Oppose the New Ashcroft Internet Snooping Request!
Attorney General John Ashcroft is asking the Federal Communications Commission for sweeping new authority to regulate the design of Internet communications services to make them easy to wiretap.
If implemented, this Ashcroft plan would dramatically increase the government's surveillance power and risk making surveillance and privacy violations much more widespread. It would force technology companies to build ""backdoors"" in their systems for wiretapping and thereby create weaknesses that hackers, thieves and rogue government agents could exploit to invade your privacy and conduct identity theft.
The government already has more than enough power to spy on individuals suspected of wrongdoing. This measure is the equivalent of requiring all new homes be built with a peephole for law enforcement agents to look through.
A sweeping increase in law enforcement's surveillance powers such as this should be reviewed by Congress, not issued by fiat by the Justice Department with the approval of the FCC. This is especially important since this Department of Justice has demonstrated it has little respect for privacy rights and instead wants to dramatically increase surveillance of regular people.
Take Action! Tell the FCC that you oppose these new wiretapping requirements.
This Ashcroft snooping plan is not necessary.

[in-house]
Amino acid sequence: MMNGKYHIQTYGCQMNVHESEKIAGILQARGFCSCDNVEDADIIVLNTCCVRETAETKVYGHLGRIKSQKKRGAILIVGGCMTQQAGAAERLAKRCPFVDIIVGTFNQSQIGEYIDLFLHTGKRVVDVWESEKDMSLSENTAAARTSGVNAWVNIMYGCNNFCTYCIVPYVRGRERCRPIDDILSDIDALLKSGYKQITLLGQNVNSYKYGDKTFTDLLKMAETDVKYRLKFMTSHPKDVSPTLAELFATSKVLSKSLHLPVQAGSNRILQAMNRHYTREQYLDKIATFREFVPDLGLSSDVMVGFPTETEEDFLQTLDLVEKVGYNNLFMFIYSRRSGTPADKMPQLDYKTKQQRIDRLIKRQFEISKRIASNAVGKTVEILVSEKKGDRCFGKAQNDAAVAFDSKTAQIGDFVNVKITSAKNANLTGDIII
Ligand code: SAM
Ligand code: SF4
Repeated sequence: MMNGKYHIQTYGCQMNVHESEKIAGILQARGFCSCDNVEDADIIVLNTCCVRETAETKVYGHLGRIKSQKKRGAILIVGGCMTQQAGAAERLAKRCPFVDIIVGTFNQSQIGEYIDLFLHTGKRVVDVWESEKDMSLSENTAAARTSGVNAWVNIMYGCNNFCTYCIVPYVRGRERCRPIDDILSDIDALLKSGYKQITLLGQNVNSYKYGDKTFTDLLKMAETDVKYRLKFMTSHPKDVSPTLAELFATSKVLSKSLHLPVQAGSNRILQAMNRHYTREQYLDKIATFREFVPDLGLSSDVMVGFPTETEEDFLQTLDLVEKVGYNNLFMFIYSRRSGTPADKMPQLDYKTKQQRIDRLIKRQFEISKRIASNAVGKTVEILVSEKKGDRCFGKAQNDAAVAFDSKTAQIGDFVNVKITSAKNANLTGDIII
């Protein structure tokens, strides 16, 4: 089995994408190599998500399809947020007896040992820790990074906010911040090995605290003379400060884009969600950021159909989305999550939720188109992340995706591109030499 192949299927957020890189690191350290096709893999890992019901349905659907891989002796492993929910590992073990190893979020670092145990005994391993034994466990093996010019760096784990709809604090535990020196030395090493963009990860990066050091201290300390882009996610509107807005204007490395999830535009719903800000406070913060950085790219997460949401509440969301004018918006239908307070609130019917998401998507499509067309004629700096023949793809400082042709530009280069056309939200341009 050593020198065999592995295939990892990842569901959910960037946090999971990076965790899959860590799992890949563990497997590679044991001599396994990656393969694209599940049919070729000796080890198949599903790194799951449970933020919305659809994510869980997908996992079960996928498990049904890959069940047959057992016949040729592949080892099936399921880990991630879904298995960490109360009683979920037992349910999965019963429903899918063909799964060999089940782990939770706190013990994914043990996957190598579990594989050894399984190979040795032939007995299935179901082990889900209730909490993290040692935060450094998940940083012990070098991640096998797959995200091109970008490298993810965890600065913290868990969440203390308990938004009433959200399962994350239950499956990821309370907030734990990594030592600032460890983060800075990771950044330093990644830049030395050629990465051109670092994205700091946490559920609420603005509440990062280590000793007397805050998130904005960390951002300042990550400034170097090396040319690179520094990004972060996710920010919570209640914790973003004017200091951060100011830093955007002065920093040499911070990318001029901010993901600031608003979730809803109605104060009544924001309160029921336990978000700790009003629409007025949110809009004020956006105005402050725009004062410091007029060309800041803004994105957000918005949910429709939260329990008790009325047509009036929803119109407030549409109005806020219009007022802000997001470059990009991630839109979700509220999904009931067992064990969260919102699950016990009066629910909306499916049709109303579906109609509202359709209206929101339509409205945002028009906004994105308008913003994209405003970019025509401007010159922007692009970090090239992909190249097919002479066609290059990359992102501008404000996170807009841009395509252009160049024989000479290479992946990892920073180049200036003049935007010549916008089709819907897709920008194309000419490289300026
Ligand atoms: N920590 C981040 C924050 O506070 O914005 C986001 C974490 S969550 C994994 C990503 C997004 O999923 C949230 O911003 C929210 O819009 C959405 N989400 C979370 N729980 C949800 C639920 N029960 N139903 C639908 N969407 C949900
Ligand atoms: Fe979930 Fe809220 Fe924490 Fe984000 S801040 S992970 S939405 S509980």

Longstanding laws already require Internet Service Providers and Internet telephone companies to allow the FBI to conduct surveillance. The Justice Department is seeking to go far beyond these existing powers by trying to force the industry to actually build its systems around government eavesdropping. It is the equivalent of the government requiring all new homes be built with a peephole for law enforcement to look through.
The Justice Department is ignoring congressionally mandated limits.
Congress, after extensive deliberations, set up boundaries for how the FBI can collect information between sources like phone companies and data sources like e-mail. The FBI's aggressive and expansive reading of the law would bypass the legislative process to alter that careful balance.
The Ashcroft plan would harm the infrastructure of the Internet itself and risk making our communications easier targets for hackers and thieves.
By requiring a master key to our personal communications, the government is creating the very real potential for hackers and thieves - or even rogue government agents - to access our personal communications. Past efforts to provide this sort of ""backdoor"" access have not been successful and only created a rich opportunity for hackers.
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